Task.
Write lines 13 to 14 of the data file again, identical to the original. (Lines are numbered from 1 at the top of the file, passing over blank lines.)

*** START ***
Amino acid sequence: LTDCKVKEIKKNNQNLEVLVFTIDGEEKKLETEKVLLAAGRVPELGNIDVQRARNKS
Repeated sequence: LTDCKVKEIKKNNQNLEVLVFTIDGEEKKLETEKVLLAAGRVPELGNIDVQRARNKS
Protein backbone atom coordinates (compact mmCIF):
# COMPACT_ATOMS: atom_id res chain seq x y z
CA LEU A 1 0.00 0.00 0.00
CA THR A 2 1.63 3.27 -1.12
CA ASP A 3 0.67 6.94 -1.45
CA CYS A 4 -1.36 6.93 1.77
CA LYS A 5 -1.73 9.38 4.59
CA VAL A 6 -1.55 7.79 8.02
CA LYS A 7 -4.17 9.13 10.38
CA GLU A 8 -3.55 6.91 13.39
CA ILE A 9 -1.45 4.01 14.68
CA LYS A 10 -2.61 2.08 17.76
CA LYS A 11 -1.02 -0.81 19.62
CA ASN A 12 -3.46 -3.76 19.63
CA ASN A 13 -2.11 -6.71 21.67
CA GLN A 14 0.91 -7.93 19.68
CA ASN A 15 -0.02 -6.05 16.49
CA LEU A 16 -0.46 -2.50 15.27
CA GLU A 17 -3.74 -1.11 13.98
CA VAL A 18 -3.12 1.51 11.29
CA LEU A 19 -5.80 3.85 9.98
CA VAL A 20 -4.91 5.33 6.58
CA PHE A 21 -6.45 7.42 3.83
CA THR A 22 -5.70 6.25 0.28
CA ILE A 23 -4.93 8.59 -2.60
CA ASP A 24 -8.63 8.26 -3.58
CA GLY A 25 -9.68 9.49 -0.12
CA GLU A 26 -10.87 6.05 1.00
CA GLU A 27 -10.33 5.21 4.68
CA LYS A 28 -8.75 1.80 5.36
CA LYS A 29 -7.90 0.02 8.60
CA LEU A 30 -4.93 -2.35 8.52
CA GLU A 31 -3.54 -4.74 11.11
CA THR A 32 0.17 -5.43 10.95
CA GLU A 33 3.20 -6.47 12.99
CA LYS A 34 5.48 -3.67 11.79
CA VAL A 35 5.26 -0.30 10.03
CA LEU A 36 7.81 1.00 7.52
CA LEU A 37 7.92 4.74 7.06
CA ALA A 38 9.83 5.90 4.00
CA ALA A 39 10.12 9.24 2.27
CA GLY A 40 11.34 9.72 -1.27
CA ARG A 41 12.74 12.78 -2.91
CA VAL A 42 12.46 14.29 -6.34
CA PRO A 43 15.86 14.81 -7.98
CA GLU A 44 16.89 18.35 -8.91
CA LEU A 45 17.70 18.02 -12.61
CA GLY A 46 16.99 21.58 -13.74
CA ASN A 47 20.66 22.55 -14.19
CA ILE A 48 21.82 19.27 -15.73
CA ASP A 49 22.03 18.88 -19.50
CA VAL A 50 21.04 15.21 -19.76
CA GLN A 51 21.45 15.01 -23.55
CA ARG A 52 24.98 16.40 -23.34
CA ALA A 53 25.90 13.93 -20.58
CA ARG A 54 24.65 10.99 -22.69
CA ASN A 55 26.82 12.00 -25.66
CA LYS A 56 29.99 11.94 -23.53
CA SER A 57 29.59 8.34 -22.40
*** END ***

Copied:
CA ILE A 9 -1.45 4.01 14.68
CA LYS A 10 -2.61 2.08 17.76